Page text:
1http://exoplanet.eu/catalog-all.php
We have examined whether Titius-Bode’s relation is also applicable to exo-planetary systems. For this purpose, we statistically study the distribution of observed orbiting period ratios of two planets in multiple exo-planetary systems by comparing it with that derived from various forms of Titius-Bode’s relation. As a result of the χ^{2} test we have carried out, one cannot rule out the possibility that the distribution of the ratio of orbiting periods in multiple planet systems is consistent with that derived from Titius-Bode’s relation. Having speculated Titius-Bode’s relation could be valid in exo-planetary systems, we tentatively conclude it is unlikely that Titius-Bode’s relation explains the distance distribution in our planetary system due to chance. It is, however, fair to point out a possibility that our finding is biased by the selection effect. In other words, most of extra-solar planets are detected by the radial velocity method which is sensitive to close and massive planets. One may think that this might have suppressed the distribution of period ratios at large Plong=Pshort, e.g., in Figure 1, since farther planets might be found less than would be. Or, at the same time, one may also think this might have enhanced the distribution of period ratios at large Plong=Pshort since closer planets might be found more than would be. The assumption we take in this analysis that the distribution of an ensemble from exo-planetary systems is approximately equivalent to that deduced by numerous random selections from a single planetary system should be resolved when large numbers of planets be found around many stars. We also admit that one may suggest that our conclusion is inconclusive in the sense that rigorous statistical tests should be carried out in terms of properties of host stars or parameters generating sub-samples.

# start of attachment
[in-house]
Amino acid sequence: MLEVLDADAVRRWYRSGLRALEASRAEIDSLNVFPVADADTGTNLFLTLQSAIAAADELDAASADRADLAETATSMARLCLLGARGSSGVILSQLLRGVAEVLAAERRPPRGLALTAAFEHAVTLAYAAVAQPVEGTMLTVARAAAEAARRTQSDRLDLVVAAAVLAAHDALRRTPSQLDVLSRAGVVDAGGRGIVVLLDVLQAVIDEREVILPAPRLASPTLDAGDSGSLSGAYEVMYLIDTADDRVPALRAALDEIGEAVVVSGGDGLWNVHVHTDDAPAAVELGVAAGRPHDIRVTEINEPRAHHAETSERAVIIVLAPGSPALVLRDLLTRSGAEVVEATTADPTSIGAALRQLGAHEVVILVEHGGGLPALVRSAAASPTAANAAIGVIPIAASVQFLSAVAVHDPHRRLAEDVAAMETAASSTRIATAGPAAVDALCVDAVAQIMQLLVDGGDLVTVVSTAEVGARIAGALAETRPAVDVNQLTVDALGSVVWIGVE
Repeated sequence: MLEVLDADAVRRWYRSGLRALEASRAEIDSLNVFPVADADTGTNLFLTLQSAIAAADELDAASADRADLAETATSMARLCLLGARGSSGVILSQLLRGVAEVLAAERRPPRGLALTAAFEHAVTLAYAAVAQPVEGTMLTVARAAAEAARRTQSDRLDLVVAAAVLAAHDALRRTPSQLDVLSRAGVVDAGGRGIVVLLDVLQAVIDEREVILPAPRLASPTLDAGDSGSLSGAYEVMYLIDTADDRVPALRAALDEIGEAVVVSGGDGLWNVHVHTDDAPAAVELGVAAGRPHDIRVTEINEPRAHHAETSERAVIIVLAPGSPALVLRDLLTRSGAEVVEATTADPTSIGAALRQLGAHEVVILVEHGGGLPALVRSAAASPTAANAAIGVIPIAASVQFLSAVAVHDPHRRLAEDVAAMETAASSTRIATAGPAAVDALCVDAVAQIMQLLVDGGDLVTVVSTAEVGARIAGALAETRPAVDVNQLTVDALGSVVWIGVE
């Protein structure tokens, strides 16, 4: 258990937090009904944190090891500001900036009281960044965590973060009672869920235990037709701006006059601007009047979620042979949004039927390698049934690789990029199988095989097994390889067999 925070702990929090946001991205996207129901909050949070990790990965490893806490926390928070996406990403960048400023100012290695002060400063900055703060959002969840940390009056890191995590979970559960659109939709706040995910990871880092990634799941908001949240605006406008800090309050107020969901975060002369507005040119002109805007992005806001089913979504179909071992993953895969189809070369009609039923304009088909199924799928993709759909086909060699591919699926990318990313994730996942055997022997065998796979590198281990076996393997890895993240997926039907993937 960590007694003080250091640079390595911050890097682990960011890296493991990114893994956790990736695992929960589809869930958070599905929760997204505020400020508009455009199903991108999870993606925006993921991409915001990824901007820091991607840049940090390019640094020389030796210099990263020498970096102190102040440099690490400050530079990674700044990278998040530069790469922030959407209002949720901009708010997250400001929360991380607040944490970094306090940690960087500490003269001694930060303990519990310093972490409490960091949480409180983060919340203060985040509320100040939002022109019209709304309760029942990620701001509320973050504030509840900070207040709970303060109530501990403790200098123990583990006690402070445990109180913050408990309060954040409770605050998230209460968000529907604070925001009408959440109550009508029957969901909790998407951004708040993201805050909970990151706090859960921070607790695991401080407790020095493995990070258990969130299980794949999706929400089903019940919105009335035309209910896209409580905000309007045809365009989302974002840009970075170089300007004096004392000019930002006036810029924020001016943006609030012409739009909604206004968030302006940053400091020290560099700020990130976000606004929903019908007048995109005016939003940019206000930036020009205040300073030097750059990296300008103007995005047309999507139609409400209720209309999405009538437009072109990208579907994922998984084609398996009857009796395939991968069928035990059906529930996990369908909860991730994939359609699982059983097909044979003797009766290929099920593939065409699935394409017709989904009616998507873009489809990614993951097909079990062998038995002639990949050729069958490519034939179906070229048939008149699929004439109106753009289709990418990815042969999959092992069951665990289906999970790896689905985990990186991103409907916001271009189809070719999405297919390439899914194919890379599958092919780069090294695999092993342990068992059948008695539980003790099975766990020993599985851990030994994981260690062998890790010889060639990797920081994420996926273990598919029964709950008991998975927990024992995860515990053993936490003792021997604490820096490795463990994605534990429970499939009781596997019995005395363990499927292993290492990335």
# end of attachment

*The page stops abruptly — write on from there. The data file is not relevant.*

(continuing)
If Titius-Bode’s relation of the solar system are more than pure numerological speculations, our finding has following implications. First one is on formation and evolution of the planetary system. The idea of planetary migration is prevalent in explaining hot Jupiters. Knowledge on the migration, such as, how to work, is found in the planetary disk dynamics. However, boundary conditions, for instance, where to start and/or to stop, is not coming from the first principle. We have no solidknowledge on the possible role of massive Jupiter-like planets in shaping up the distribution ofplanets. To this end, Titius-Bode’s relation may have some constraints. Another implication to bepointed out is on the extrasolar planet search. It seems that all the planetary systems own more thanone planet. Once a planet is found there is a chance to find another. Hence, it may help to discovernew planets by paying special attention to periodic signals in the radial velocities at values close tothe periods prediceted by Titius-Bode’s relation.